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The Top 5 Things to Look For In A Development Resource

The Top 5 Things to Look For In A Development Resource

The Top 5 Things to Look for in a Development Resource

  1. Development ability. It goes without saying that any developer you hire must have technical skills. Not just any technical skills, but those that’ll actually get the job done to your specifications. That often means a level of excellence in PHP, Javascript, and other languages. How do you know if developers are as good as they claim? Ask for access to working applications they created. Consider using a website that reviews and assesses code. Stack Exchange has a code review group where users provide insight as to the quality and viability of code. Code Reviewer and Fabricator are other options. There’s more to code than just getting the job done. Future repairs and revisions rely on a quality, common sense strategy with good documentation.

  2. Project management skills. If you’re lucky, your developer has project management skills as well as development skills. More often than not, a developer has many technical skills, and perhaps creative skills, but has less developed management skills. When that is the case, there may be an in-house project manager at the development company to meet this responsibility. Otherwise, you need to manage the project. Whoever manages the project is responsible for keeping the project on track and ensuring it meets project specifications:

    • Gather all documentation, images, logos etc. at the start of the project
    • Verify scope and specifications
    • Schedule work
    • Create timelines
    • Provide weekly progress updates
    • Monitor time to completion

  3. Communication skills. As with any business relationship, communication is the key to success. Good communication may be as important as development skills. Before you hire a developer, make sure you come to a clear understanding of the project’s scope and specifications. As the developer works, monitor for early warning signs like confusing email correspondence and a lack of clarity. New cost and time estimates that don’t include details about the project changes that necessitated the new estimates are other red flags, as are delayed responses. Remember that this is your project and your money; don’t be afraid to ask questions and insist on accountability. Changes are often legitimate, based on a new specification or a developmental improvement, but it is the developer’s job to educate you on the process until you are confident in the process and the work.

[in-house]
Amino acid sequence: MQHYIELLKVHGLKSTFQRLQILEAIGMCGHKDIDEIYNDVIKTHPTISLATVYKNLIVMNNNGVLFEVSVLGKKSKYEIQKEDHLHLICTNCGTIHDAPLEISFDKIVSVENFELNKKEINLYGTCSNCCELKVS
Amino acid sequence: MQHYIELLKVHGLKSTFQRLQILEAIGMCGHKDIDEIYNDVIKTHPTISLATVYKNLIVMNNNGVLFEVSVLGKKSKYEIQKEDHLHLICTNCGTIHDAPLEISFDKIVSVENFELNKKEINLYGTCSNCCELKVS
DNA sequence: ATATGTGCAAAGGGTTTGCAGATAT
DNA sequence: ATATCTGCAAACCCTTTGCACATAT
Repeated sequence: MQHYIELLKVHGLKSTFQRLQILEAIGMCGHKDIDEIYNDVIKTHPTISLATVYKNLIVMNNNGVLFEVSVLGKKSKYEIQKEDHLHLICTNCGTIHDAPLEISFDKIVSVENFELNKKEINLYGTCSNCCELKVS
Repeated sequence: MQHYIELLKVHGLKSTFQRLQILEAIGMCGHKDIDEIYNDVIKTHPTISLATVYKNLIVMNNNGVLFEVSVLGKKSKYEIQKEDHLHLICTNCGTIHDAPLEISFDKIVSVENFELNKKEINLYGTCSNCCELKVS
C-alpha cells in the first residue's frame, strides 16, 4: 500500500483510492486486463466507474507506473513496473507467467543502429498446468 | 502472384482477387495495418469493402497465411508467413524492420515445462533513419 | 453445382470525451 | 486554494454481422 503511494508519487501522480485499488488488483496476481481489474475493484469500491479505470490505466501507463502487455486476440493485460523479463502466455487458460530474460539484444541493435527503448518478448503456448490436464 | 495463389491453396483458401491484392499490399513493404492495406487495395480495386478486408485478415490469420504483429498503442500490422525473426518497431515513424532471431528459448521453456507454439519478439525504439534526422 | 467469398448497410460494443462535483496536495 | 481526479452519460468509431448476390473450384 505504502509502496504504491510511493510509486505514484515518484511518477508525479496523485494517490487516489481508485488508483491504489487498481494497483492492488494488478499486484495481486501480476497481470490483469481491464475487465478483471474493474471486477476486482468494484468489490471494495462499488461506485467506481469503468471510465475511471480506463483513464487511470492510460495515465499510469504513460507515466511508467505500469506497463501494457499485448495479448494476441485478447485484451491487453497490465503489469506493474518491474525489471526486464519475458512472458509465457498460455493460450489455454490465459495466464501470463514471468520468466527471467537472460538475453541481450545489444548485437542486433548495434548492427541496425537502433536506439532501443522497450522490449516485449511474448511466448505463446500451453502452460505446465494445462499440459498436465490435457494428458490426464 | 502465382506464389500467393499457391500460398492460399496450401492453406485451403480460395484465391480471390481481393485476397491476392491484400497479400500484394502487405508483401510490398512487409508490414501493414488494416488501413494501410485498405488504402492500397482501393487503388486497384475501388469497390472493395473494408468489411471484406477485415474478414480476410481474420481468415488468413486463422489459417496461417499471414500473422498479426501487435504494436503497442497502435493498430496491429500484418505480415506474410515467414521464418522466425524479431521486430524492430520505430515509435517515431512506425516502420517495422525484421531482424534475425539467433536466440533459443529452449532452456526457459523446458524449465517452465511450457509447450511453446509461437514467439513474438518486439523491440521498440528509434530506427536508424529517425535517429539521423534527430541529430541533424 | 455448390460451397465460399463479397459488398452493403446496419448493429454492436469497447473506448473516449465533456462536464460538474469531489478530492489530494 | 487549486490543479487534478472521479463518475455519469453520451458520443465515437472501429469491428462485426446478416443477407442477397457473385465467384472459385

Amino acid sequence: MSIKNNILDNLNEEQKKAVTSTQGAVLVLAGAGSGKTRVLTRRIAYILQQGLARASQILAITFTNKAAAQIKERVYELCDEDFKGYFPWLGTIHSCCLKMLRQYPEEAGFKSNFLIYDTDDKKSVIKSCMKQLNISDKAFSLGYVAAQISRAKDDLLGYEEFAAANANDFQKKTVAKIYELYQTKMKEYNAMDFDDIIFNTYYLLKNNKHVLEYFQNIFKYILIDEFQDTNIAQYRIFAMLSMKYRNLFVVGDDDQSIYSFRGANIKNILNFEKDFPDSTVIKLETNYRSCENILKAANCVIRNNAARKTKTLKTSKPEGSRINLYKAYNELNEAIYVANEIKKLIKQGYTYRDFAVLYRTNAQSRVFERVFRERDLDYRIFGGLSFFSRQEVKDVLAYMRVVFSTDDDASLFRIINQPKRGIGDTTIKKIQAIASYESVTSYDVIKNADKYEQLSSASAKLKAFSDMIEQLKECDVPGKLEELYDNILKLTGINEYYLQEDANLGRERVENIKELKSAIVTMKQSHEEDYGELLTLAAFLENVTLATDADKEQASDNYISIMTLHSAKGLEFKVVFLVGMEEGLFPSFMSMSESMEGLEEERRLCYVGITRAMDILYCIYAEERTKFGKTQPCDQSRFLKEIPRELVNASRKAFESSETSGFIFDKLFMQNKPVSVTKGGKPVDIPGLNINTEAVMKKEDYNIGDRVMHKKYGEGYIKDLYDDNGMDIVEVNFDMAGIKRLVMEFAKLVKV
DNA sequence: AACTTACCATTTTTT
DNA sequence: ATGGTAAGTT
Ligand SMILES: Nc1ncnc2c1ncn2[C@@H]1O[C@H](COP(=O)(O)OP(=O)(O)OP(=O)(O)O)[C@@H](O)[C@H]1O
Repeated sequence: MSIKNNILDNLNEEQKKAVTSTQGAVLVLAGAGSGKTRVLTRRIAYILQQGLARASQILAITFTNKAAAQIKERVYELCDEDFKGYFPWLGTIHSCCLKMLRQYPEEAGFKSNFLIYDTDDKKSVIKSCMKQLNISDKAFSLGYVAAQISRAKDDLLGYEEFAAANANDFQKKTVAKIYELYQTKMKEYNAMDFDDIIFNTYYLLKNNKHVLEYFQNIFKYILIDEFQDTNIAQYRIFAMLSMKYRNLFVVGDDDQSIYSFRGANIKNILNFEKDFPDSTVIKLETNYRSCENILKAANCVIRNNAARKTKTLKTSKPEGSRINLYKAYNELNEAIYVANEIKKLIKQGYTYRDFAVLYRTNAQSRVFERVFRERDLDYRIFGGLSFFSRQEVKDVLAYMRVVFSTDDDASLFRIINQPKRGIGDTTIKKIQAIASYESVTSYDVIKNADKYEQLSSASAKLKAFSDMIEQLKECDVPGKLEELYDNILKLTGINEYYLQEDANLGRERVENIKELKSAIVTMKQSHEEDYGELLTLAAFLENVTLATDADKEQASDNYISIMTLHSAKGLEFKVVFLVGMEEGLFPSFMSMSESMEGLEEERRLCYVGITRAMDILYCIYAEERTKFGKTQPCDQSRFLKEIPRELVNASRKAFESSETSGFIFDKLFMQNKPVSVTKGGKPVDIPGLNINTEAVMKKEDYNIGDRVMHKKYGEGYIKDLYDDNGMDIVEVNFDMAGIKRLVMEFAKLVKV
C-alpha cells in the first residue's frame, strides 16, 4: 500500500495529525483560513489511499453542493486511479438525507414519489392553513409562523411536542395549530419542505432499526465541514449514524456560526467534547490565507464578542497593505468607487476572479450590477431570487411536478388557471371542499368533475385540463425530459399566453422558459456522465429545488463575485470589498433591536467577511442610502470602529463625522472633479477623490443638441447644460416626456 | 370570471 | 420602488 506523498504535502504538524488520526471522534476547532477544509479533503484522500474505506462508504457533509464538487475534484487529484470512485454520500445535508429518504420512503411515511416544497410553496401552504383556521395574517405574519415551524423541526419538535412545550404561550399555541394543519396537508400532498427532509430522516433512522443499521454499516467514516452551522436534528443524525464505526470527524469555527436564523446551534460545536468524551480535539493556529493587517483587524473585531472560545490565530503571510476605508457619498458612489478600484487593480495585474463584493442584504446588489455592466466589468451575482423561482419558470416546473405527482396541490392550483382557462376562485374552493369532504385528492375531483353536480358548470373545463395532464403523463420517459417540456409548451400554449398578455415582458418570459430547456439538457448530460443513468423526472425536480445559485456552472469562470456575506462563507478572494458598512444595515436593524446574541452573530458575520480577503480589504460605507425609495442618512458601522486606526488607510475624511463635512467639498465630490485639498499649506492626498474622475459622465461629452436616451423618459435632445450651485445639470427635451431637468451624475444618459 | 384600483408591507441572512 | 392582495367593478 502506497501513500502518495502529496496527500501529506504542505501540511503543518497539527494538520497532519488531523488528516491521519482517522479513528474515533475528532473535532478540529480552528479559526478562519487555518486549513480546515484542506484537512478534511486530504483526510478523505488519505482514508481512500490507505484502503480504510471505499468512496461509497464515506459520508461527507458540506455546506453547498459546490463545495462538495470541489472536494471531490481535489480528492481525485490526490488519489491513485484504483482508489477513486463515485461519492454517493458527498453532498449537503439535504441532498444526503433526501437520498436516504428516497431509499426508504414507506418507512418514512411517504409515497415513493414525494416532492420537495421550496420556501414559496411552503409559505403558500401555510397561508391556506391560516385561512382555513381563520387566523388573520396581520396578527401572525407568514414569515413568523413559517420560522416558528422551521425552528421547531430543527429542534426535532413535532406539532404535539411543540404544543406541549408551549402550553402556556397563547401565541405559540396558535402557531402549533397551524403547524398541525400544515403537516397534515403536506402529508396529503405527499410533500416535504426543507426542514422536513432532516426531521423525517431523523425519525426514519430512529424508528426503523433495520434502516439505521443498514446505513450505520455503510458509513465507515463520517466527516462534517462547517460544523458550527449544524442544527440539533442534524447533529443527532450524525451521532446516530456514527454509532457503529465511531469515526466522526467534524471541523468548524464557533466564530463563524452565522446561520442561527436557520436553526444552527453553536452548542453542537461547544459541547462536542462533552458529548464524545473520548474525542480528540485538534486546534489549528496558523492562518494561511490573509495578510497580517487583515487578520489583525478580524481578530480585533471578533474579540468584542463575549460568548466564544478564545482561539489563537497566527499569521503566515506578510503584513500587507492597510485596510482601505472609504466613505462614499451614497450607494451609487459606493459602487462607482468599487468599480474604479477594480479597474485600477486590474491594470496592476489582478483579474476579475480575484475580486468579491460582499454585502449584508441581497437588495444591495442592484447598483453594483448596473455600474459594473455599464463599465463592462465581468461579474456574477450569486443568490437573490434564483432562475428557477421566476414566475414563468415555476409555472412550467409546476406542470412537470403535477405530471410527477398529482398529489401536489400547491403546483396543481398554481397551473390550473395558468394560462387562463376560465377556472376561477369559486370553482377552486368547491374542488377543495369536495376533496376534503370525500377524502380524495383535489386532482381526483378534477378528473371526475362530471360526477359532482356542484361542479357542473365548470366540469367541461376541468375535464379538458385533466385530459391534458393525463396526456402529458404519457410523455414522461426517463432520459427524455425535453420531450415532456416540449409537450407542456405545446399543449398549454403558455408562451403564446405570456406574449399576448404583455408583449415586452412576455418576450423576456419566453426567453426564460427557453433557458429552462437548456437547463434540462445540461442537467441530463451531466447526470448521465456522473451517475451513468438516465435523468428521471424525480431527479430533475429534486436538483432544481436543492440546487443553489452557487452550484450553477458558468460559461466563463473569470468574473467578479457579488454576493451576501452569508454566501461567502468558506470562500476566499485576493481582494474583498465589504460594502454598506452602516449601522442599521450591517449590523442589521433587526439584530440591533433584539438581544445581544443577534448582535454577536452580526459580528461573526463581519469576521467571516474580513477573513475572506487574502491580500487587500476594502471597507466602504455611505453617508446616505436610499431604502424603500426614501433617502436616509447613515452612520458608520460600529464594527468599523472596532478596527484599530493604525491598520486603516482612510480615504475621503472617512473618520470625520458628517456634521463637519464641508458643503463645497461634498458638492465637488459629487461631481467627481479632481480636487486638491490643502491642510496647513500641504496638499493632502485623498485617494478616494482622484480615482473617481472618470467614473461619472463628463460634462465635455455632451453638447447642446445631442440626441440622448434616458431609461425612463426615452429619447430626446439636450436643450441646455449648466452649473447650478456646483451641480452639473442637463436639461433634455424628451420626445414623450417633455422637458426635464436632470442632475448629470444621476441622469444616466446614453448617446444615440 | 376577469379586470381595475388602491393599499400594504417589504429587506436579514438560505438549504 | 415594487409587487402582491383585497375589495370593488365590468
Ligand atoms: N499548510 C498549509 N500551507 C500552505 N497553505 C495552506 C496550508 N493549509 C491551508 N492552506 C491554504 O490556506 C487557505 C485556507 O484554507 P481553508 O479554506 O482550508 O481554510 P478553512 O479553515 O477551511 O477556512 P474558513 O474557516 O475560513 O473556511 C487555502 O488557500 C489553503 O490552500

4. Business acumen. You are an expert on your needs, your business, and your market. You have all the answers and the business experience. You’ve defined your project with your expertise. What if the developer lacks your business acumen? What happens when he or she doesn’t understand the cultural nuances of American business or has a limited understanding of your market? It drastically affects how your request is interpreted, and may lead to frustrating rounds of dialogue covering details of your vertical. It also limits cross-learning opportunities; a developer without business acumen does not see how solutions can be applied across verticals nor leverage his or her experience to offer better solutions and an improved product.

  5. Design / UX & UI expertise. The importance of design cannot be overlooked. Developers have a variable amount of expertise in user interface development. Ideally, you’ll have a developer and a UX/UI developer-designer for your project. If that isn’t in the cards, or if your designer isn’t well versed in web design, you need to lean heavily on your developer for design. A good CSS developer often provides suitable design recommendations, but verify capability at the get go. The design is critical to adoption, usability, and interest for any software application with a front-facing component.

Developers need technical skills and then some. Where business, design, project management, or communication skills are lacking, you’ll need to commit to more oversight and additional hires to complete your project. Assess your developer’s full capabilities to maximize project success and establish the need for any other resources. For more information on hiring a developer, call us at 1-800-680-4057.

Paul Dube

About The Author

Paul Dube is Troon’s Chief Technology Officer and oversees all of Troon’s development work. His background in programming makes him the perfect fit between you, the client, and Paul’s team of developers, programmers and designers.